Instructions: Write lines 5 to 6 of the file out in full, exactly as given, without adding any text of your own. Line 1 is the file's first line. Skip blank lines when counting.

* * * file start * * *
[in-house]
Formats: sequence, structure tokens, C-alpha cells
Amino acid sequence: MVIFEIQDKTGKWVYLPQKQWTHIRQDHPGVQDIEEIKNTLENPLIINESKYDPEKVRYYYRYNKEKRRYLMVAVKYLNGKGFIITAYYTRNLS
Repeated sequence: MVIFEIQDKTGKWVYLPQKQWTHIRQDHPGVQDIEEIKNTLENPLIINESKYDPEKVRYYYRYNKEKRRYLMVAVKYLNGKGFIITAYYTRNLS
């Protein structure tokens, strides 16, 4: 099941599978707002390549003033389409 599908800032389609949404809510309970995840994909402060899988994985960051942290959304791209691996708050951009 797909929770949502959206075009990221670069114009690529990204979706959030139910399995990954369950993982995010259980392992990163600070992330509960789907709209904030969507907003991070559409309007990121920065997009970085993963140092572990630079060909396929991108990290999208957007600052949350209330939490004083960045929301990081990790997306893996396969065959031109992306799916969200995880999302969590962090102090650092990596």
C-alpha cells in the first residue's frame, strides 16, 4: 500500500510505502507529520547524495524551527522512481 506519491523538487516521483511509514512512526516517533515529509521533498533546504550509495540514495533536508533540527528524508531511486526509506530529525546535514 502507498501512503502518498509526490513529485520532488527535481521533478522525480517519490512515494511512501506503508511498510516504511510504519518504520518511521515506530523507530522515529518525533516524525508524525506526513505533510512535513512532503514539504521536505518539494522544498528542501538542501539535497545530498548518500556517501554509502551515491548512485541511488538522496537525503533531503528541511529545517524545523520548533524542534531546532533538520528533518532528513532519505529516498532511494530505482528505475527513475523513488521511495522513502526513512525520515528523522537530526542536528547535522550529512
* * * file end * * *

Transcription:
């Protein structure tokens, strides 16, 4: 099941599978707002390549003033389409 599908800032389609949404809510309970995840994909402060899988994985960051942290959304791209691996708050951009 797909929770949502959206075009990221670069114009690529990204979706959030139910399995990954369950993982995010259980392992990163600070992330509960789907709209904030969507907003991070559409309007990121920065997009970085993963140092572990630079060909396929991108990290999208957007600052949350209330939490004083960045929301990081990790997306893996396969065959031109992306799916969200995880999302969590962090102090650092990596």
C-alpha cells in the first residue's frame, strides 16, 4: 500500500510505502507529520547524495524551527522512481 506519491523538487516521483511509514512512526516517533515529509521533498533546504550509495540514495533536508533540527528524508531511486526509506530529525546535514 502507498501512503502518498509526490513529485520532488527535481521533478522525480517519490512515494511512501506503508511498510516504511510504519518504520518511521515506530523507530522515529518525533516524525508524525506526513505533510512535513512532503514539504521536505518539494522544498528542501538542501539535497545530498548518500556517501554509502551515491548512485541511488538522496537525503533531503528541511529545517524545523520548533524542534531546532533538520528533518532528513532519505529516498532511494530505482528505475527513475523513488521511495522513502526513512525520515528523522537530526542536528547535522550529512